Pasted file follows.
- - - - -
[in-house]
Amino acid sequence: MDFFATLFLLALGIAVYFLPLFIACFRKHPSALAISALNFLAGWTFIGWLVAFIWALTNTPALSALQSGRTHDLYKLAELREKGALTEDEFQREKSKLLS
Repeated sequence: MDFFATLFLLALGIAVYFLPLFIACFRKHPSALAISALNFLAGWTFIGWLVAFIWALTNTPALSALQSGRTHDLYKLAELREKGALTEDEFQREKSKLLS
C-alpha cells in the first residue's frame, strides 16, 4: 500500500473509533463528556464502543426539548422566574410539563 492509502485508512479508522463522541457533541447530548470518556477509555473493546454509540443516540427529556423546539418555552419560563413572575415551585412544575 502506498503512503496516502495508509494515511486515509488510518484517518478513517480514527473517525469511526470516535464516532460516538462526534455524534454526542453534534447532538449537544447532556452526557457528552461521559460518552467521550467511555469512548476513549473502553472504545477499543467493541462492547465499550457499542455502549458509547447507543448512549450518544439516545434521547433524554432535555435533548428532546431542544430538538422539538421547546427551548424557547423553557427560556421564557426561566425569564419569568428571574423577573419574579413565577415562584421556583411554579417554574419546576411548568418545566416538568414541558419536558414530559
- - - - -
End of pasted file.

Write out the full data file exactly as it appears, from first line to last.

[in-house]
Amino acid sequence: MDFFATLFLLALGIAVYFLPLFIACFRKHPSALAISALNFLAGWTFIGWLVAFIWALTNTPALSALQSGRTHDLYKLAELREKGALTEDEFQREKSKLLS
Repeated sequence: MDFFATLFLLALGIAVYFLPLFIACFRKHPSALAISALNFLAGWTFIGWLVAFIWALTNTPALSALQSGRTHDLYKLAELREKGALTEDEFQREKSKLLS
C-alpha cells in the first residue's frame, strides 16, 4: 500500500473509533463528556464502543426539548422566574410539563 492509502485508512479508522463522541457533541447530548470518556477509555473493546454509540443516540427529556423546539418555552419560563413572575415551585412544575 502506498503512503496516502495508509494515511486515509488510518484517518478513517480514527473517525469511526470516535464516532460516538462526534455524534454526542453534534447532538449537544447532556452526557457528552461521559460518552467521550467511555469512548476513549473502553472504545477499543467493541462492547465499550457499542455502549458509547447507543448512549450518544439516545434521547433524554432535555435533548428532546431542544430538538422539538421547546427551548424557547423553557427560556421564557426561566425569564419569568428571574423577573419574579413565577415562584421556583411554579417554574419546576411548568418545566416538568414541558419536558414530559